I love love love the new Beauty and the Beast movie. One of the best parts, of course, is the Beast’s library, so I wrote “Belle Would Be Enchanted by These 10 Lovely Libraries in Hotels” for USA Today 10Best.Read All Entries
“gurukulam” movie review
Thank goodness I watched this with Michael because it is more his kind of movie than mine, and now I can also give you a perspective from someone to whom Gurukulam is actually geared.
Gurukulam is a documentary set in the Arsha Vidya ashram in Southern India. The filmmakers take us into the everyday world of Swami Dayananda Saraswati (who died last year at the age of 85) as he leads meditations, discusses philosophy with his students and educates children about the importance of thinking good thoughts.
The Swami is charming and sometimes even funny, like when he affectionately makes fun of people who can point to the moment they were enlightened. Enlightenment is not an event that suddenly happens, he points out. You can’t say, “Sunday evening at 4:30 p.m., I got enlightenment.”
With no narration, the filmmakers give viewers a rare chance to immerse themselves in life in an ashram. We are along for the spiritual journey, as well as the daily chores, discussions, rituals and meditation.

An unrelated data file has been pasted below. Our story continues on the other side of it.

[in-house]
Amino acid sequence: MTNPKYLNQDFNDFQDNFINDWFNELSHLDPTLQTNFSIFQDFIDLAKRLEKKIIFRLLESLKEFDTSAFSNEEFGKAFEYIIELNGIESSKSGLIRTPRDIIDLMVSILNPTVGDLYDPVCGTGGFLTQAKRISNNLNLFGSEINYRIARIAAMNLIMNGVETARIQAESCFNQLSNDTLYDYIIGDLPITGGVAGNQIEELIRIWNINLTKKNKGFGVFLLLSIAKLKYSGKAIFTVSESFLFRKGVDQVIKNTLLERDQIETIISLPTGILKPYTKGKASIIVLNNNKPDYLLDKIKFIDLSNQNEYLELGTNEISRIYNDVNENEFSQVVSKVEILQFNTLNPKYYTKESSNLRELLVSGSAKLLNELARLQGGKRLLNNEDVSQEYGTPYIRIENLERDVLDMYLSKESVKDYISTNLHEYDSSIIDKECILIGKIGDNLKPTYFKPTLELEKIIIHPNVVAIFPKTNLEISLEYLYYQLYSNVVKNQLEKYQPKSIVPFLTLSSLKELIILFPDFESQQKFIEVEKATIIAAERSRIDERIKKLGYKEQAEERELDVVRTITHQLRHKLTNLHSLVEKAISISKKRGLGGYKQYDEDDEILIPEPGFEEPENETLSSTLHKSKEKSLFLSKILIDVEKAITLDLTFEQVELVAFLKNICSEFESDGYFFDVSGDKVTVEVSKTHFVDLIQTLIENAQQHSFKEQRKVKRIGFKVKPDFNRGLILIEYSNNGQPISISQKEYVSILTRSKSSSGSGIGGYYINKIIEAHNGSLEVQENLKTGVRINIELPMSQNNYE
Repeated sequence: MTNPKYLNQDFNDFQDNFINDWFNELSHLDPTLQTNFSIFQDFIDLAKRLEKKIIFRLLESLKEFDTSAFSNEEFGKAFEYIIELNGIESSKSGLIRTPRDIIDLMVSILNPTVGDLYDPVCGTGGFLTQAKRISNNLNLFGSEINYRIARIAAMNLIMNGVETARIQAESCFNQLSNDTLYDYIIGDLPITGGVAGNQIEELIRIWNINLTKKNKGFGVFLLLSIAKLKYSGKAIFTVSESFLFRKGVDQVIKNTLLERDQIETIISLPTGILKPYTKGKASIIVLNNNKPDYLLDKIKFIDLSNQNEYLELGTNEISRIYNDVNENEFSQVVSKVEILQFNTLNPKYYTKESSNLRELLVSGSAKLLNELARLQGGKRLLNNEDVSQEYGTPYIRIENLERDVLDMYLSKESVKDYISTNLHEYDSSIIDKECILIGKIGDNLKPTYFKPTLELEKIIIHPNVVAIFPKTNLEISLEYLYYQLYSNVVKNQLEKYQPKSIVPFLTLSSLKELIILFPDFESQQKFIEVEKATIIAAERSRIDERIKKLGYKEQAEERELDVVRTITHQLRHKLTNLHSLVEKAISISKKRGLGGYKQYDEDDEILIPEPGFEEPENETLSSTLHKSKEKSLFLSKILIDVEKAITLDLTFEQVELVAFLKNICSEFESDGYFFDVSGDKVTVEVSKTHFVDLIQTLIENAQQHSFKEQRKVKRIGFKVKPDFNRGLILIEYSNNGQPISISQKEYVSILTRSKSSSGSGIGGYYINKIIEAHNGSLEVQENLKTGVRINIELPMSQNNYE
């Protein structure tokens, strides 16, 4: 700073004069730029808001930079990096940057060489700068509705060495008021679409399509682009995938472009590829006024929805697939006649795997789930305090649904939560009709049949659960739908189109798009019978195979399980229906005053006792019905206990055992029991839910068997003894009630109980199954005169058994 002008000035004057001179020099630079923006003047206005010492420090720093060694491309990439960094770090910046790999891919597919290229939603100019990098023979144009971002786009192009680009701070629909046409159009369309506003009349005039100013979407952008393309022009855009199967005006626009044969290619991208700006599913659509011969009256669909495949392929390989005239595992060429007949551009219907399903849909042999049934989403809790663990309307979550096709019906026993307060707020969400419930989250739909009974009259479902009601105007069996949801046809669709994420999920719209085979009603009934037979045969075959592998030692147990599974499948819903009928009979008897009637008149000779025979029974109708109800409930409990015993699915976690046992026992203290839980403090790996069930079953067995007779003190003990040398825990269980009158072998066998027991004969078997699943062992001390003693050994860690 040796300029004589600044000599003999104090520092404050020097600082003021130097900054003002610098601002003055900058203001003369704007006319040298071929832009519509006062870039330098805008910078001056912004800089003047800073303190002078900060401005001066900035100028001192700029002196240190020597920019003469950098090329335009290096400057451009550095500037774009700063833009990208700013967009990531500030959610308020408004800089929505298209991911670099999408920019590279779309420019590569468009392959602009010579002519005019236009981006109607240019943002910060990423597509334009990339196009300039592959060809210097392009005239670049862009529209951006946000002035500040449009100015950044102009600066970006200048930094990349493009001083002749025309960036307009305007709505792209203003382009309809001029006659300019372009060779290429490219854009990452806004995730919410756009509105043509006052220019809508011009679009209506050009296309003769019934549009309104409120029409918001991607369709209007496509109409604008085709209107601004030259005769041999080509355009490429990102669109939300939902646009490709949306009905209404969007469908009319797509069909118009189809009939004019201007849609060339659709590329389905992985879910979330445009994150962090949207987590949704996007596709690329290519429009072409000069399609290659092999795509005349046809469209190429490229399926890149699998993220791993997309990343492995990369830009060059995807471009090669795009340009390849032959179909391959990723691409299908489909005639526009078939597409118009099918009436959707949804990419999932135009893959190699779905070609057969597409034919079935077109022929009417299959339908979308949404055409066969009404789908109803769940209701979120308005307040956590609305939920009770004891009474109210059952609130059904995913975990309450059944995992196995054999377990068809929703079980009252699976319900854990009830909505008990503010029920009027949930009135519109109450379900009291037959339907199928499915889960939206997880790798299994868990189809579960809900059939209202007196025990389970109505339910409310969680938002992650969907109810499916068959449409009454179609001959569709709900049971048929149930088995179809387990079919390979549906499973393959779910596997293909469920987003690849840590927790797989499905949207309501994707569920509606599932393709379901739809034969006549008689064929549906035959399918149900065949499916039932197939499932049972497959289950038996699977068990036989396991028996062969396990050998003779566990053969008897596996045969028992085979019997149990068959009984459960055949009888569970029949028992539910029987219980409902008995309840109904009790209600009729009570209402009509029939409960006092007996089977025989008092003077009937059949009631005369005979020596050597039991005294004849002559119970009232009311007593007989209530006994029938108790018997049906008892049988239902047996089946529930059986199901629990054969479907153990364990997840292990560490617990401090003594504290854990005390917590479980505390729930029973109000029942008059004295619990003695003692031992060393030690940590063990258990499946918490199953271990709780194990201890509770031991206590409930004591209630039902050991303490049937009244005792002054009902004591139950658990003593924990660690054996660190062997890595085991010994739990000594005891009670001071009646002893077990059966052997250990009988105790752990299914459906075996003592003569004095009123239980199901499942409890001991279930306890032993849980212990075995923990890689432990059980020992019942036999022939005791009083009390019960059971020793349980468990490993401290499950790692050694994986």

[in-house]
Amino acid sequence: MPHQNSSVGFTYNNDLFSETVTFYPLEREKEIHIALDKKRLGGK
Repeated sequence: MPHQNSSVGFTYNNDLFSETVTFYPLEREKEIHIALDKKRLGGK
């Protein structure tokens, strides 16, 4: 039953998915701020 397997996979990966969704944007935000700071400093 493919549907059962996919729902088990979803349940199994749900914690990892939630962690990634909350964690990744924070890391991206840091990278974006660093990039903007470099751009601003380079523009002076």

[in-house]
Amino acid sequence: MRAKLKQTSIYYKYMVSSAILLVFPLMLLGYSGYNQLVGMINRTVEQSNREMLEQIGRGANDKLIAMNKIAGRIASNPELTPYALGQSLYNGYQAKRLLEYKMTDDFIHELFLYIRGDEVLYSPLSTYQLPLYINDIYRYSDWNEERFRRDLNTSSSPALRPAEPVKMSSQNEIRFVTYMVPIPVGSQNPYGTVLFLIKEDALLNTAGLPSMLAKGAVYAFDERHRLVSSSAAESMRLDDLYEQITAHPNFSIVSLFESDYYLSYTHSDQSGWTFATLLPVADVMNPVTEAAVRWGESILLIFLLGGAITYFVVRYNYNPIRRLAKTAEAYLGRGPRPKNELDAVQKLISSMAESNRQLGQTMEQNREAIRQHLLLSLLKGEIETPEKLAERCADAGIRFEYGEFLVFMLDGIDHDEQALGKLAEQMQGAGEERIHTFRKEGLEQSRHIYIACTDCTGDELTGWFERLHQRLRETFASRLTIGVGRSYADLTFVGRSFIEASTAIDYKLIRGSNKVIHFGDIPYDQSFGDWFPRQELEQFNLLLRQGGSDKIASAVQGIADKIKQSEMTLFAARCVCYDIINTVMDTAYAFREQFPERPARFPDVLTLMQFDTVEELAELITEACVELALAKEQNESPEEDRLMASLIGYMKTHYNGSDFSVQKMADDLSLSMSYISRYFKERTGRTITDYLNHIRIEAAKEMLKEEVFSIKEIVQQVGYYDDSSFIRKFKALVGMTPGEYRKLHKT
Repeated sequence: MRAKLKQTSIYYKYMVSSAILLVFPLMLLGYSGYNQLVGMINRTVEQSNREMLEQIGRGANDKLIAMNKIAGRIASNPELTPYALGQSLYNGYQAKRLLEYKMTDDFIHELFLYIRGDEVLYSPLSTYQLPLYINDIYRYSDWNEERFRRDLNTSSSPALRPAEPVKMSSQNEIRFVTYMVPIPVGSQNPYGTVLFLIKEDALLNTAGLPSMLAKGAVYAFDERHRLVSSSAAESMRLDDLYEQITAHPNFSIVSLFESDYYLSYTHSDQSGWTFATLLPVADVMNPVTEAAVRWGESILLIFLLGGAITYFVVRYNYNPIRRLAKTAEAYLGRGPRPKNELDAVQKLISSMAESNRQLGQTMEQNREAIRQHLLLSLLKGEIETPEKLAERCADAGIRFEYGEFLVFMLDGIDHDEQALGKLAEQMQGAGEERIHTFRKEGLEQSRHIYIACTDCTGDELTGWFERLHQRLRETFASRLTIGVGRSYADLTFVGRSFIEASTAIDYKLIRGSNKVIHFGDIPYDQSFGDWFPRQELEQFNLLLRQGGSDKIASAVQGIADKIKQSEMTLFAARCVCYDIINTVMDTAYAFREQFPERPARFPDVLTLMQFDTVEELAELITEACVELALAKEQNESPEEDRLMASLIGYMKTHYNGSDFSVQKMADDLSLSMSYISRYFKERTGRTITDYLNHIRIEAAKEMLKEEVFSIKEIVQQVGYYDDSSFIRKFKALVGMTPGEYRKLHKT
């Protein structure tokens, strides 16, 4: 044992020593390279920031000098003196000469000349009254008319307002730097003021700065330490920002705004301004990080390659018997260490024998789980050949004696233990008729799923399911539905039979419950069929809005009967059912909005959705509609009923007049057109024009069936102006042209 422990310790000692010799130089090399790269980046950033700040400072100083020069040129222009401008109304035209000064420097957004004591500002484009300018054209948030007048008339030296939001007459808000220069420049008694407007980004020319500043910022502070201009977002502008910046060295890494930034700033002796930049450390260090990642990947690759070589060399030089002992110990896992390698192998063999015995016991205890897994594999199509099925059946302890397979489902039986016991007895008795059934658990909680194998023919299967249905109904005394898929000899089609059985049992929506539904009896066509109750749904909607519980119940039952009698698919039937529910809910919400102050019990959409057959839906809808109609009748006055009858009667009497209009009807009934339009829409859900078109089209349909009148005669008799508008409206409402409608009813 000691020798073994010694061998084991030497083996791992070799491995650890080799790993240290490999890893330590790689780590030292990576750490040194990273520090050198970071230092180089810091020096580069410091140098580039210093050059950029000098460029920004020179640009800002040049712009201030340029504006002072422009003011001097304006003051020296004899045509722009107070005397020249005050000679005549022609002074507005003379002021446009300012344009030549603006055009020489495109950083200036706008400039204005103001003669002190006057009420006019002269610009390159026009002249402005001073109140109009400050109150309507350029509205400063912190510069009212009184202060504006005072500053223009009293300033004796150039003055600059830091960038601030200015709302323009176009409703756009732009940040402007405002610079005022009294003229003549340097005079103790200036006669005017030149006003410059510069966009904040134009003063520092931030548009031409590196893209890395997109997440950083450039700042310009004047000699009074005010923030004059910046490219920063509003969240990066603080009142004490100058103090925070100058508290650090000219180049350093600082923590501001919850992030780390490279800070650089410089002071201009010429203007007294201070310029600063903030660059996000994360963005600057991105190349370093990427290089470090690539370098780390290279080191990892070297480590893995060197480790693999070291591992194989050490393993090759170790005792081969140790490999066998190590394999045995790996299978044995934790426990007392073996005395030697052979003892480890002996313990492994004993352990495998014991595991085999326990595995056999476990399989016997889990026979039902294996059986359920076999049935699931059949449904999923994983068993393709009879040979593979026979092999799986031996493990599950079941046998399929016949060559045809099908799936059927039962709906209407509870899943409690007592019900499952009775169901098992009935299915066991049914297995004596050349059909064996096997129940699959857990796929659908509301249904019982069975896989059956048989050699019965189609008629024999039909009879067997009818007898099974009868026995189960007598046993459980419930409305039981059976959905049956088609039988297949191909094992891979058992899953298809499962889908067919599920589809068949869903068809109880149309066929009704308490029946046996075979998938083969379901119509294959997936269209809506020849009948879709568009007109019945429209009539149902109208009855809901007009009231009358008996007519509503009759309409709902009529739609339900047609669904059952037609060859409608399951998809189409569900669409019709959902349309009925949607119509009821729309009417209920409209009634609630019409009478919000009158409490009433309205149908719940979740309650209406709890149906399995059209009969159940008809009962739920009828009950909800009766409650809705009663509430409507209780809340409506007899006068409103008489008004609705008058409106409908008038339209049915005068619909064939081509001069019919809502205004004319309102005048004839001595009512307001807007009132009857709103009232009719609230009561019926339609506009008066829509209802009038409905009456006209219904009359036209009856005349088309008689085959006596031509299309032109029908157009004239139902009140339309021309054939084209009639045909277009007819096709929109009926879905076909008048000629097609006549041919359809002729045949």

A few people are interviewed, including an American professor who came for the three year program and stayed for a decade, eventually becoming a swami herself. There’s also a young Brit who gushes, “This is an amazing opportunity to understand the truth of everything.”
And that is when I started rolling my eyes. And why it’s good that Michael was watching, too.
He loves that stuff.
The students are there to study Advaita Vedanta, an ancient Hindu philosophy that emphasizes oneness. “I am everything” is a common expression.
Although I appreciate the beauty and simplicity of the practice — not to mention the lush forest surroundings of the natural world in which the ashram makes it home — I’m sorry but I just don’t have the patience to explore aphorisms like “What is self-evident is self-existent” and “All that is here is non-duality.”
I fell asleep before the movie ended.
I asked Michael, who meditates, does yoga and studies Buddhism, whether Gurukulam made him want to go to an ashram in India.
If I couldn’t make it through the whole 108 minutes of the movie, I wouldn’t last a day.